Captain’s Log – July 28 2018 – Garamba Celebrates 80 Years as National Park


Garamba National Park celebrates 80 years as a National Park with the burning of some of the ivory they have collected from poachers. 

Last month, Cher and I thought we should take an opportunity to get on one of our flights up to Garamba National Park before friends left at the end of their job contract there, so we went up for a couple nights.  Our friend Erik, the warden, asked us to call as we were took off from Nyankunde, but I couldn’t get through till we were about 10 minutes from the park.  To our surprise, we were greeted by a company of fully kitted out Parks Game Scouts on parade to welcome our passengers.  We hadn’t realized it, but we were carrying the EU Ambassador to Congo, the head of USAID to Congo, the head of ICCN, Congo’s National Parks, and the plane full of other dignitaries.  We also did not realize it was the 80th anniversary of the park and there was a big celebration planned with the governor and even more VIPs to come.  So much for our quiet getaway in the bush!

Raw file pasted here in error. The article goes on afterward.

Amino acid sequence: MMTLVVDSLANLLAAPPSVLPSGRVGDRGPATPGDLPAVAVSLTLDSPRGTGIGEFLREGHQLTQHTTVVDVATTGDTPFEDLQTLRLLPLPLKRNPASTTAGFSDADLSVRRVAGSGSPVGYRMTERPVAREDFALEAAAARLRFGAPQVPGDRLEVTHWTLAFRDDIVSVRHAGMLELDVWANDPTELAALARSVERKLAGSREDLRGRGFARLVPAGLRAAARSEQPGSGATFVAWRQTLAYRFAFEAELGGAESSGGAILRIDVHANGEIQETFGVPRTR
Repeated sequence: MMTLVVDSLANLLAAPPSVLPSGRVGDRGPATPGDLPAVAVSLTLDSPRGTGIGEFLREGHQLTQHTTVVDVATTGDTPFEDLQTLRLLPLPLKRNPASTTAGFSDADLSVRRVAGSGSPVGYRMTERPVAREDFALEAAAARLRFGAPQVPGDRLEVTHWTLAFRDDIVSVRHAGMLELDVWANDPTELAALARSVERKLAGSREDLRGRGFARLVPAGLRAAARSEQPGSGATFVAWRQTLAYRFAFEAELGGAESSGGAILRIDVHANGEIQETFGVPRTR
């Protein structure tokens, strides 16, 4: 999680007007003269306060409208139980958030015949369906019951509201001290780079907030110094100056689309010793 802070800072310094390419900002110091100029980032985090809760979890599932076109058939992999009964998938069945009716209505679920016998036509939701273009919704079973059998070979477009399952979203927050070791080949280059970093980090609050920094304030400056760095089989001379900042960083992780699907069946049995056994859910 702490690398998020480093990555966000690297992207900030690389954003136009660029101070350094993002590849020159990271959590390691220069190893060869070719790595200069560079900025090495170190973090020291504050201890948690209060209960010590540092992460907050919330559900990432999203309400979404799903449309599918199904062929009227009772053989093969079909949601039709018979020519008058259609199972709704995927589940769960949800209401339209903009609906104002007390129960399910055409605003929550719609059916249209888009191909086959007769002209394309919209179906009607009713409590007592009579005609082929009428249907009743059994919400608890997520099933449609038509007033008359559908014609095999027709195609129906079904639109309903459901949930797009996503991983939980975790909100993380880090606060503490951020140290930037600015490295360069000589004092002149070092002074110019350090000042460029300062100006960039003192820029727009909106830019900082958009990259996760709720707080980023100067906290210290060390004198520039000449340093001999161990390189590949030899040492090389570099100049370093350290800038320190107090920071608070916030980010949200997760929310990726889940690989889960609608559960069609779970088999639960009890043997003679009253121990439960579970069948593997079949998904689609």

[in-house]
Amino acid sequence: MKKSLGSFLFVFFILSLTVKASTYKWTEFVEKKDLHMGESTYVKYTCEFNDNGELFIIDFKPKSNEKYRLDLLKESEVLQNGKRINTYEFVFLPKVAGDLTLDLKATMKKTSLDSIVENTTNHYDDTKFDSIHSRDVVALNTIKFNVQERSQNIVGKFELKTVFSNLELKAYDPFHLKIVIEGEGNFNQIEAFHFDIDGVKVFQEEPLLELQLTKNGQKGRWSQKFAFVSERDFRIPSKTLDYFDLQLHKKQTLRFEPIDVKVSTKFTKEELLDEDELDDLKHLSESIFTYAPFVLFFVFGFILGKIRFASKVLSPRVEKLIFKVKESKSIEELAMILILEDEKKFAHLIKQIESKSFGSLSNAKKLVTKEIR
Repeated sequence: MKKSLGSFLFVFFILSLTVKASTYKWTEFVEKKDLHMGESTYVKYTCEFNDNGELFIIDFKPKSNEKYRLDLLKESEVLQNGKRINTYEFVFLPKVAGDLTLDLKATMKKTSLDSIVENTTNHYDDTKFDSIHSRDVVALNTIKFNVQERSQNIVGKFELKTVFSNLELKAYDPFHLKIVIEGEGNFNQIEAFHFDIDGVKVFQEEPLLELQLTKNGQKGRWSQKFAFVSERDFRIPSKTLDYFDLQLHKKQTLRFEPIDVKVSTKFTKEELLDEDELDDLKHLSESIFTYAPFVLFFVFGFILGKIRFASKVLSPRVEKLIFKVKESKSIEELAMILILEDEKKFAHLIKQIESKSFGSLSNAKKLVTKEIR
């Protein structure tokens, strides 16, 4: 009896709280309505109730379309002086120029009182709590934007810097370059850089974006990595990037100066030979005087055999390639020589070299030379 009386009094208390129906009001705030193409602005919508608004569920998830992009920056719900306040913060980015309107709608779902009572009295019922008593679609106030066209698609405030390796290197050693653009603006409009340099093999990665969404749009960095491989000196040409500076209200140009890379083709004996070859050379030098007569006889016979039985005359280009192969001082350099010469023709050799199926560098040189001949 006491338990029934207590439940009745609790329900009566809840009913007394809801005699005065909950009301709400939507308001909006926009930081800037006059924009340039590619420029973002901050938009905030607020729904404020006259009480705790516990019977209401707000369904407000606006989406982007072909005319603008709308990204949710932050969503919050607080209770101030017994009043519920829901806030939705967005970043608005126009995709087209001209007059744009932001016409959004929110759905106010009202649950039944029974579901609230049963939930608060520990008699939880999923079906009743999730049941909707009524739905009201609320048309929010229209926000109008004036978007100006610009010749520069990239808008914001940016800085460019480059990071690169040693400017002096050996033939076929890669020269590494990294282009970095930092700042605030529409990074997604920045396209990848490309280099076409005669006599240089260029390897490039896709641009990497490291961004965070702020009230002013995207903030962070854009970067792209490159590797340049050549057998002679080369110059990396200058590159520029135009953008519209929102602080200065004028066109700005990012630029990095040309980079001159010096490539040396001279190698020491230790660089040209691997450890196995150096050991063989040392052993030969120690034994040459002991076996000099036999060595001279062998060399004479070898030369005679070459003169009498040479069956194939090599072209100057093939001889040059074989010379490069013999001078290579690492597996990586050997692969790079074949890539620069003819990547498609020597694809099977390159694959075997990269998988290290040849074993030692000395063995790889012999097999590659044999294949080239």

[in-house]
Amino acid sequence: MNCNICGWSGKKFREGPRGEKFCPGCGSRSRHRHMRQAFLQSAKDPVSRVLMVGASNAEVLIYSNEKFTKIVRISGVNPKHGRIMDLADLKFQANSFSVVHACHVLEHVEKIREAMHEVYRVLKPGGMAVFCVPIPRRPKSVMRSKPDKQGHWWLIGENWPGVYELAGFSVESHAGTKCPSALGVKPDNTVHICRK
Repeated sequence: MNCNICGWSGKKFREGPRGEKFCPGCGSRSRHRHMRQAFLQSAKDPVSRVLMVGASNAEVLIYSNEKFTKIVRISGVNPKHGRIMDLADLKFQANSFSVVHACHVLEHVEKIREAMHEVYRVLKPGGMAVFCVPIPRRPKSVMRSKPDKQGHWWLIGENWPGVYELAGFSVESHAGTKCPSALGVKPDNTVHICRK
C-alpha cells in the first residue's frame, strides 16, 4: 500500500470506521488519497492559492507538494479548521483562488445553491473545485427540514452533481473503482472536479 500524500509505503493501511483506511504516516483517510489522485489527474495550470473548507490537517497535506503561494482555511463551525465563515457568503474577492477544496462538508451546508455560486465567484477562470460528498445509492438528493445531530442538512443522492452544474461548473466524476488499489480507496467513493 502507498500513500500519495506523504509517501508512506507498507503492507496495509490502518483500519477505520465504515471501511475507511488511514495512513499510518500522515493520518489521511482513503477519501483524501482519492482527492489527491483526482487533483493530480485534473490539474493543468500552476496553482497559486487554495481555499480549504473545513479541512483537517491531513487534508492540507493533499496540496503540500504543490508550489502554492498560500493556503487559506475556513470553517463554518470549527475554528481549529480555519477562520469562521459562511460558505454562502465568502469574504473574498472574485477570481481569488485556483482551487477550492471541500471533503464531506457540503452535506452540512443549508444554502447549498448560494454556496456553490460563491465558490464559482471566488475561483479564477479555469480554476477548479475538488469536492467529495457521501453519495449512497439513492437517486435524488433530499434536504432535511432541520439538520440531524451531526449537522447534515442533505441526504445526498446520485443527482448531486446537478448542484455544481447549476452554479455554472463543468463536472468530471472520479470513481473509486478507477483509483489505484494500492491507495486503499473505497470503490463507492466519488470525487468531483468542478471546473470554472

Our digs at Garamba, East Africa style. We are always falling with our bums in the butter.

But it was very cool. We got to celebrate with our friends. The park has been under harassment from the LRA and South Sudanese poachers, as well as “unknown people” shooting from helicopters, and local poachers. The last of the northern white rhino have disappeared in the time we have been living in Congo and the elephants have suffered greatly. Erik, (who has been shot in the process of protecting the park’s wildlife), was telling us that in the first weeks he was at the park they lost 25 elephants to poachers. In the first 6 months of this year they have lost none!  That is a remarkable change and shows the amount of work that has gone into protecting the elephants here. Part of the celebration was the graduation of 50 new game scouts from their rigorous training program. To be a parks ranger in Congo’s parks is to be a soldier, and these men have been trained by the best; everyone from ex-Mossad, British SAS, Green berets, and French and Belgian special forces. They are putting the poachers on notice that they will not tolerate poaching in their park.


Fifty new Game Rangers trained and ready to protect the park., putting poachers on notice that this is not a place for them.